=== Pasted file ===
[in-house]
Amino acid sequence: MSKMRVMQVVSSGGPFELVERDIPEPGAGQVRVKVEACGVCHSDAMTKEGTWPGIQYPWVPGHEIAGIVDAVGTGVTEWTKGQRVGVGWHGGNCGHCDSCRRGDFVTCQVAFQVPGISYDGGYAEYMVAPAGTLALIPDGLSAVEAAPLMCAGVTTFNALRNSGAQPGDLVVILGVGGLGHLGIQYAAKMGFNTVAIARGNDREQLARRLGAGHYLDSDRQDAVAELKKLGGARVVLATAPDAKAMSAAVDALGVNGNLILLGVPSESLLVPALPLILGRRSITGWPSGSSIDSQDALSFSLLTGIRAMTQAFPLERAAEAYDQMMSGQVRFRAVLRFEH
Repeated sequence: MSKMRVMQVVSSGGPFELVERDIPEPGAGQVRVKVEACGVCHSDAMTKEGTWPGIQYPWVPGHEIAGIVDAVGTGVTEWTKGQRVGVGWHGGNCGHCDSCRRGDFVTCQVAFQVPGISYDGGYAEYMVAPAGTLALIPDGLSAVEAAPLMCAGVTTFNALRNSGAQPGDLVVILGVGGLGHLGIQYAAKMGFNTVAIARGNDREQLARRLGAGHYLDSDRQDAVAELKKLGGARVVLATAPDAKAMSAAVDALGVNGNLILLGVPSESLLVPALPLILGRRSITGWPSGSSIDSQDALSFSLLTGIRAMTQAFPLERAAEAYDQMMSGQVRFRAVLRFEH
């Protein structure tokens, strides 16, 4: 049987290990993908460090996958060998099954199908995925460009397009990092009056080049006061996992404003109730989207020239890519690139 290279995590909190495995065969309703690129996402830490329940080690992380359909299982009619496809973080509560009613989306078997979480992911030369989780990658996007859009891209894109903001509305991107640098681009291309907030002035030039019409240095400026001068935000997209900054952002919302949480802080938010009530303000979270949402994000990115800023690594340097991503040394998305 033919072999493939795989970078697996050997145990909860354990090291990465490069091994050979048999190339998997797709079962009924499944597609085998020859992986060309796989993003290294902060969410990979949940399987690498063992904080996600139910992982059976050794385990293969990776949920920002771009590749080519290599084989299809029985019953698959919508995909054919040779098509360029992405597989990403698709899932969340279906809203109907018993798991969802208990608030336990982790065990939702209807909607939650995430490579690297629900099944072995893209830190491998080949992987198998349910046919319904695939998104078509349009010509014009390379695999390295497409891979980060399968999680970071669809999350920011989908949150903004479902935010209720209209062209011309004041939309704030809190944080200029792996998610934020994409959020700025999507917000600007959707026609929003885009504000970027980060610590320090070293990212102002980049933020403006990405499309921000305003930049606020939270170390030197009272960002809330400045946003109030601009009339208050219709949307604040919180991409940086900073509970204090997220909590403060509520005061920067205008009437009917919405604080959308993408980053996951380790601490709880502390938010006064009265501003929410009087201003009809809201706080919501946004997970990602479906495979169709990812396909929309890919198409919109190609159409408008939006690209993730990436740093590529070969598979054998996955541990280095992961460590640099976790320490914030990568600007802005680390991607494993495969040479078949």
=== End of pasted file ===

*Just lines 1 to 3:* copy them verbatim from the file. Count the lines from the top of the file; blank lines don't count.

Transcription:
[in-house]
Amino acid sequence: MSKMRVMQVVSSGGPFELVERDIPEPGAGQVRVKVEACGVCHSDAMTKEGTWPGIQYPWVPGHEIAGIVDAVGTGVTEWTKGQRVGVGWHGGNCGHCDSCRRGDFVTCQVAFQVPGISYDGGYAEYMVAPAGTLALIPDGLSAVEAAPLMCAGVTTFNALRNSGAQPGDLVVILGVGGLGHLGIQYAAKMGFNTVAIARGNDREQLARRLGAGHYLDSDRQDAVAELKKLGGARVVLATAPDAKAMSAAVDALGVNGNLILLGVPSESLLVPALPLILGRRSITGWPSGSSIDSQDALSFSLLTGIRAMTQAFPLERAAEAYDQMMSGQVRFRAVLRFEH
Repeated sequence: MSKMRVMQVVSSGGPFELVERDIPEPGAGQVRVKVEACGVCHSDAMTKEGTWPGIQYPWVPGHEIAGIVDAVGTGVTEWTKGQRVGVGWHGGNCGHCDSCRRGDFVTCQVAFQVPGISYDGGYAEYMVAPAGTLALIPDGLSAVEAAPLMCAGVTTFNALRNSGAQPGDLVVILGVGGLGHLGIQYAAKMGFNTVAIARGNDREQLARRLGAGHYLDSDRQDAVAELKKLGGARVVLATAPDAKAMSAAVDALGVNGNLILLGVPSESLLVPALPLILGRRSITGWPSGSSIDSQDALSFSLLTGIRAMTQAFPLERAAEAYDQMMSGQVRFRAVLRFEH